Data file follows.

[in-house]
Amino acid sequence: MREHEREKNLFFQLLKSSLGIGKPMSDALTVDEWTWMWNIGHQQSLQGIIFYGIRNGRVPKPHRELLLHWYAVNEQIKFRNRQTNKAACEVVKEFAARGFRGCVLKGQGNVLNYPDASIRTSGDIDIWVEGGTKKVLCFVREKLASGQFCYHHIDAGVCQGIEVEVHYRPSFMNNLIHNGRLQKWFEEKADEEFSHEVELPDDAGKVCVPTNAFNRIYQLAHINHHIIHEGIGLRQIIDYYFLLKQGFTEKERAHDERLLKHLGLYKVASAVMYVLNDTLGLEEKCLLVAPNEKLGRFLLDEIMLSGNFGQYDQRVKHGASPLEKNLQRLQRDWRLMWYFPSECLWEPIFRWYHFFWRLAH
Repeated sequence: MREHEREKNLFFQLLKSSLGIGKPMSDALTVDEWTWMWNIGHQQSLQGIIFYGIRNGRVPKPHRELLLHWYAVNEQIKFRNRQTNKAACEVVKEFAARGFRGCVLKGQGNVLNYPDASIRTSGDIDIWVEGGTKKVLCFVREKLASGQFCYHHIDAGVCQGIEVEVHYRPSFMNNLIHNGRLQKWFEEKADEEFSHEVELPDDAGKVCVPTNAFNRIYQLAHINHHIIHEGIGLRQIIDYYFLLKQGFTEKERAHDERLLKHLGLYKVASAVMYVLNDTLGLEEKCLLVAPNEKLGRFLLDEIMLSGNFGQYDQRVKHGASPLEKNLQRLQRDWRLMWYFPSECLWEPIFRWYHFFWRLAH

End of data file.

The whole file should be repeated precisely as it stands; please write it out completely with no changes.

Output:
[in-house]
Amino acid sequence: MREHEREKNLFFQLLKSSLGIGKPMSDALTVDEWTWMWNIGHQQSLQGIIFYGIRNGRVPKPHRELLLHWYAVNEQIKFRNRQTNKAACEVVKEFAARGFRGCVLKGQGNVLNYPDASIRTSGDIDIWVEGGTKKVLCFVREKLASGQFCYHHIDAGVCQGIEVEVHYRPSFMNNLIHNGRLQKWFEEKADEEFSHEVELPDDAGKVCVPTNAFNRIYQLAHINHHIIHEGIGLRQIIDYYFLLKQGFTEKERAHDERLLKHLGLYKVASAVMYVLNDTLGLEEKCLLVAPNEKLGRFLLDEIMLSGNFGQYDQRVKHGASPLEKNLQRLQRDWRLMWYFPSECLWEPIFRWYHFFWRLAH
Repeated sequence: MREHEREKNLFFQLLKSSLGIGKPMSDALTVDEWTWMWNIGHQQSLQGIIFYGIRNGRVPKPHRELLLHWYAVNEQIKFRNRQTNKAACEVVKEFAARGFRGCVLKGQGNVLNYPDASIRTSGDIDIWVEGGTKKVLCFVREKLASGQFCYHHIDAGVCQGIEVEVHYRPSFMNNLIHNGRLQKWFEEKADEEFSHEVELPDDAGKVCVPTNAFNRIYQLAHINHHIIHEGIGLRQIIDYYFLLKQGFTEKERAHDERLLKHLGLYKVASAVMYVLNDTLGLEEKCLLVAPNEKLGRFLLDEIMLSGNFGQYDQRVKHGASPLEKNLQRLQRDWRLMWYFPSECLWEPIFRWYHFFWRLAH